I have been doing quite a bit of thinking about how I rate books, especially with all the talk floating around the blogosphere about positive reviews (see Parajunkee’s Book Blogging 101 from 10/6) and after seeing Smash do away with her rating system. For the seven months I have been blogging, I have been using grades to rate books, all of which are related to Goodreads’ 5 star system, as such:
A++ = 5 stars — It was amazing
A = 4 stars — I really liked it
B = 3 stars — I liked it
C = 2 stars — It was okay
D = 1 star — I didn’t like it
F = DNF
I set my grades up a little different than many others who use grades, mostly because I am a tough rater (you can see my explanation about that here) and believe that 5 stars should be reserved for those really special books that just completely go above and beyond and blow you away. This belief has only been strengthened as I’ve seen a small number of bloggers create a 5+ rating. There is nothing wrong with creating a 5+ rating, it’s just that I prefer not to do so. I also believe that 3 stars is NOT a bad rating. The majority of books I rate fall between 3 and 4 stars, because I like them. Or really like them. But rarely am I affected by a book so much it feels like my emotions and I have been dropped kicked across the room, reducing me to tears or a stream of swear words — the kind of book that sticks with me for years because OMG that book was so amazing, it left a fucking scar on me.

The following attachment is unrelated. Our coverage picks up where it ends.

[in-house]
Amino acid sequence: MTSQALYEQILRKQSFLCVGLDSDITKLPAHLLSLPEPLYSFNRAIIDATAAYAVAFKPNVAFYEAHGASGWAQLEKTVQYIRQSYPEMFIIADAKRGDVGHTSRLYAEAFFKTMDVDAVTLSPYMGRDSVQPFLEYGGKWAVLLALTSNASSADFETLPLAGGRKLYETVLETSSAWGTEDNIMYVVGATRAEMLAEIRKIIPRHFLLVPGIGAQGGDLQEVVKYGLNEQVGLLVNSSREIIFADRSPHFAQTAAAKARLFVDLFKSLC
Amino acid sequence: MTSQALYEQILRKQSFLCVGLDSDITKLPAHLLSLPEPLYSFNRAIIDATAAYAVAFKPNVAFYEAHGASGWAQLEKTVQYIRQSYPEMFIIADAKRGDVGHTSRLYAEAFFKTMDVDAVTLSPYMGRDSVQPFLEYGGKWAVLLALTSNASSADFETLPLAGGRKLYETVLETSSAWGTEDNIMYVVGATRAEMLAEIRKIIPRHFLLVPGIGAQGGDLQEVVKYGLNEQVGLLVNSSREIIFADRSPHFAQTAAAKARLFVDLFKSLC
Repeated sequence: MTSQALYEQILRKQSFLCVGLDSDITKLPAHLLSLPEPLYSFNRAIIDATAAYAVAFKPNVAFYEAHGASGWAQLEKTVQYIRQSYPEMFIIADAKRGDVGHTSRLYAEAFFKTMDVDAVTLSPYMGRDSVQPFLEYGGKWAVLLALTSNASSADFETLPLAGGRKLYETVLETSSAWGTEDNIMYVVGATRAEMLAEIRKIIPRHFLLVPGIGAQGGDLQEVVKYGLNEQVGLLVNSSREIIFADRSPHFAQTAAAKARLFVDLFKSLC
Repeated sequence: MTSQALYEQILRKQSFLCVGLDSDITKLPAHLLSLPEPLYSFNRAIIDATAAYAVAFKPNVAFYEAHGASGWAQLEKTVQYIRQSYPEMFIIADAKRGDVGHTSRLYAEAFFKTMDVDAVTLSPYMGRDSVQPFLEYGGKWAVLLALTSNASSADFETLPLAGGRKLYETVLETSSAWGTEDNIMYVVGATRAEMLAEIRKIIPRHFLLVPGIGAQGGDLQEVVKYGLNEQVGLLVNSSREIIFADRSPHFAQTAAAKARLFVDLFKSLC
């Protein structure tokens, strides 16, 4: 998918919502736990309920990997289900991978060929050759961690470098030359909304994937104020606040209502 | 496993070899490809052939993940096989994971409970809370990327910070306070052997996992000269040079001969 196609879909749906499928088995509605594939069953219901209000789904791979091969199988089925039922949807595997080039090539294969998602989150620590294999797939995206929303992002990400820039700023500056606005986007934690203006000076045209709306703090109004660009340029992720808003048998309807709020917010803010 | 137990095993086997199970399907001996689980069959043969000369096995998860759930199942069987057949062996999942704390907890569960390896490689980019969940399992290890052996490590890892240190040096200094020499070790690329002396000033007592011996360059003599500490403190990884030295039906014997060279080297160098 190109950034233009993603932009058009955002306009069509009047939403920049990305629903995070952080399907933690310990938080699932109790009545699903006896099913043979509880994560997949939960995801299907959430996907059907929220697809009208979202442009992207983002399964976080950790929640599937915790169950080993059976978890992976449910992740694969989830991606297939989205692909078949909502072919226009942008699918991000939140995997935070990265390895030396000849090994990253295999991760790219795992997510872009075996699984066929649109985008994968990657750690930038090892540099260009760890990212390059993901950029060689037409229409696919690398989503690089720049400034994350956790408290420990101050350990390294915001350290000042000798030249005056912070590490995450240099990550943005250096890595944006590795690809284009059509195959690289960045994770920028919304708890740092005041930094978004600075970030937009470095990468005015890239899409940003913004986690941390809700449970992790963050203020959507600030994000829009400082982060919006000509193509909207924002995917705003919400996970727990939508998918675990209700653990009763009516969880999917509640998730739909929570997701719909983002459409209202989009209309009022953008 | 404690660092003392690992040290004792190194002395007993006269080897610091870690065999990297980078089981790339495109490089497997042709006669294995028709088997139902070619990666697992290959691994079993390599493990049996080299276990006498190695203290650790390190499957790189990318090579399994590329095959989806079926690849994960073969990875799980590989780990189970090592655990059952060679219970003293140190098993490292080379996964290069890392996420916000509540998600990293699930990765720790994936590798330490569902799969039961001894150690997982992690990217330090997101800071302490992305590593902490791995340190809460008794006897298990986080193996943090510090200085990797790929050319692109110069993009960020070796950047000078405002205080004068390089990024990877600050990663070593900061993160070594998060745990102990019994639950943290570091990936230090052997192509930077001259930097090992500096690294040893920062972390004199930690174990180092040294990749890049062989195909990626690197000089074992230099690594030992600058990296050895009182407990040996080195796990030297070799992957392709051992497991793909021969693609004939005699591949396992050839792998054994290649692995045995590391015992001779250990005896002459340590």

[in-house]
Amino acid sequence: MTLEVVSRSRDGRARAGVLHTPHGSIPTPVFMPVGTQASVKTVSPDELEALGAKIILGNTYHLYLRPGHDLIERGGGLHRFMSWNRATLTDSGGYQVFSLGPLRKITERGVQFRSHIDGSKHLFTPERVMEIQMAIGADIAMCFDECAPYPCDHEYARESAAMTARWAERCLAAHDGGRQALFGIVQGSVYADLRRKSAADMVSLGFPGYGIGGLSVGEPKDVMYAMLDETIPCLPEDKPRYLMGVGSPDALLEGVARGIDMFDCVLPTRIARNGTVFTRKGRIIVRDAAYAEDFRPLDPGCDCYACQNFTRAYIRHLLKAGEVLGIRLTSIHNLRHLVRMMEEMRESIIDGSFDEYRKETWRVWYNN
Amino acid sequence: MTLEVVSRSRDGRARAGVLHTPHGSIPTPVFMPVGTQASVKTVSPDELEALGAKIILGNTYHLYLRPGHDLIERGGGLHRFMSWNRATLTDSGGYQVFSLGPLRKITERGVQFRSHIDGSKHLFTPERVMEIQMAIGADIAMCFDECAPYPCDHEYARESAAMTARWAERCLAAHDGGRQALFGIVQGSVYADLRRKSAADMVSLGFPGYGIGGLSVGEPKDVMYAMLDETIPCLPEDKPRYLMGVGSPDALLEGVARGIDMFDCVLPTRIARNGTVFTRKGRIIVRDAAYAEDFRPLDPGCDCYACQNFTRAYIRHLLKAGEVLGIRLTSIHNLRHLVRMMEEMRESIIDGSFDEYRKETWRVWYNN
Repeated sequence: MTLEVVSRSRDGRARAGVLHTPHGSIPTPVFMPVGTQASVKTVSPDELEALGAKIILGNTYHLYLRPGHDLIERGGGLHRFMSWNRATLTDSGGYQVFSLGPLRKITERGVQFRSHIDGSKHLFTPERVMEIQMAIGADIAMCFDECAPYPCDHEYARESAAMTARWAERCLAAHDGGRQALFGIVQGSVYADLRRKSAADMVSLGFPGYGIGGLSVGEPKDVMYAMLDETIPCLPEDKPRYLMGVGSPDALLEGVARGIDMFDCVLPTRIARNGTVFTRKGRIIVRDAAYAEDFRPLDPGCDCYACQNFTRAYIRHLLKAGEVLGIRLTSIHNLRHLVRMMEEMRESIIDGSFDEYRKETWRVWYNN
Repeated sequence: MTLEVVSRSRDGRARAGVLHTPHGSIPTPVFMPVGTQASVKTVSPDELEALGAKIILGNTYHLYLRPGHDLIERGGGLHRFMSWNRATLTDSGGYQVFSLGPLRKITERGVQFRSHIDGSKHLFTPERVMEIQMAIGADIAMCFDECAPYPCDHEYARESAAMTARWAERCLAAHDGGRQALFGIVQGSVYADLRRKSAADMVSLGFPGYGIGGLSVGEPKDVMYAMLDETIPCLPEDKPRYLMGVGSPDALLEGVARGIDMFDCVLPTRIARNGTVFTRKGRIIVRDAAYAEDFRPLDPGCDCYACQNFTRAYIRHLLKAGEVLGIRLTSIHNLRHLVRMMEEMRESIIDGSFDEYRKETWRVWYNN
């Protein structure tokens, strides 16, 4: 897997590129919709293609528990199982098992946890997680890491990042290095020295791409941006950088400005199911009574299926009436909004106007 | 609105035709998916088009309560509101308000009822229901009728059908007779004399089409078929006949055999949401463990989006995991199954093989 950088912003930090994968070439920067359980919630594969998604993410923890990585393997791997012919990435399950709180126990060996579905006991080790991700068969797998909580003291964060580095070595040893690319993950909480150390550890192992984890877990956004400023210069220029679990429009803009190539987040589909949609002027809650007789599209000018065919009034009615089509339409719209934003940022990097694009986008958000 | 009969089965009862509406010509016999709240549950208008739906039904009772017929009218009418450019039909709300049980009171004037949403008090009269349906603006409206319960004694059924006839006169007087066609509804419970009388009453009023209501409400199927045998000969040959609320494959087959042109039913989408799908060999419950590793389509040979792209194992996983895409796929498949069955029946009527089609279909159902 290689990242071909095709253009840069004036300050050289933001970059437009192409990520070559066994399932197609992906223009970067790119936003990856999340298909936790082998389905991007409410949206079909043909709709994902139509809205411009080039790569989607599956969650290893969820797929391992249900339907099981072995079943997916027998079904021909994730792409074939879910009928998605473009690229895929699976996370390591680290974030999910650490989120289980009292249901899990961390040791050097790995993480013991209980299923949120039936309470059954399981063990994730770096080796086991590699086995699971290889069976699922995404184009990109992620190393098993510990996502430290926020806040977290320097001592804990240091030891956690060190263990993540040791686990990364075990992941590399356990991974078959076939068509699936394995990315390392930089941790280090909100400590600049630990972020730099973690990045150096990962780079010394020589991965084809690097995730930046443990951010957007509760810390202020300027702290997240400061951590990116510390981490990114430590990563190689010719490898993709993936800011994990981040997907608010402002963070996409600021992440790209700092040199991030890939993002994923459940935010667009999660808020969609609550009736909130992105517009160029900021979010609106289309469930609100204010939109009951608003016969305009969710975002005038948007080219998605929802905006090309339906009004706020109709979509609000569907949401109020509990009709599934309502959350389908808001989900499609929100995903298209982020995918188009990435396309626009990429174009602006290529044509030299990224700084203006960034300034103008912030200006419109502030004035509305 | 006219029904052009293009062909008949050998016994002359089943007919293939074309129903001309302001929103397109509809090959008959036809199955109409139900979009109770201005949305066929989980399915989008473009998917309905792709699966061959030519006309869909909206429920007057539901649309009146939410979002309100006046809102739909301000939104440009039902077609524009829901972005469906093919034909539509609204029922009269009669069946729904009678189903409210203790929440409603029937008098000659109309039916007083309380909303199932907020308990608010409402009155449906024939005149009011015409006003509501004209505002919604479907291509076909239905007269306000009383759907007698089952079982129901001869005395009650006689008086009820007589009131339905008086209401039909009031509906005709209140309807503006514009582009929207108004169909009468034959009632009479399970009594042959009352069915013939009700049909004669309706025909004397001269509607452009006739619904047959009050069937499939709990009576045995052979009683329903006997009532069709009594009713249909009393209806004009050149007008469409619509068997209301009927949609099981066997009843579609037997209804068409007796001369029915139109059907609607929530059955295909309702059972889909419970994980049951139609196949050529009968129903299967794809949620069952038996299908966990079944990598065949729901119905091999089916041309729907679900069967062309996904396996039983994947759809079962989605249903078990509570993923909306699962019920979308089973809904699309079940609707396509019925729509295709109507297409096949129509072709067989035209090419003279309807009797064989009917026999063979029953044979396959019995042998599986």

Perhaps it won’t come as a surprise, then, to find that I am not a fan of Goodreads’ star explanation. I could get into my language nerd mode and tell you that I disagree with the 5 star explanation because the definition for amazing has been changing and probably means less than what it used to mean. But I won’t go there. Instead, I will just say that I can find a book amazing, without feeling the need to give it 5 stars. And I personally believe that for my ratings to mean something, I cannot stack the deck with a deluge of 4 and 5 star ratings.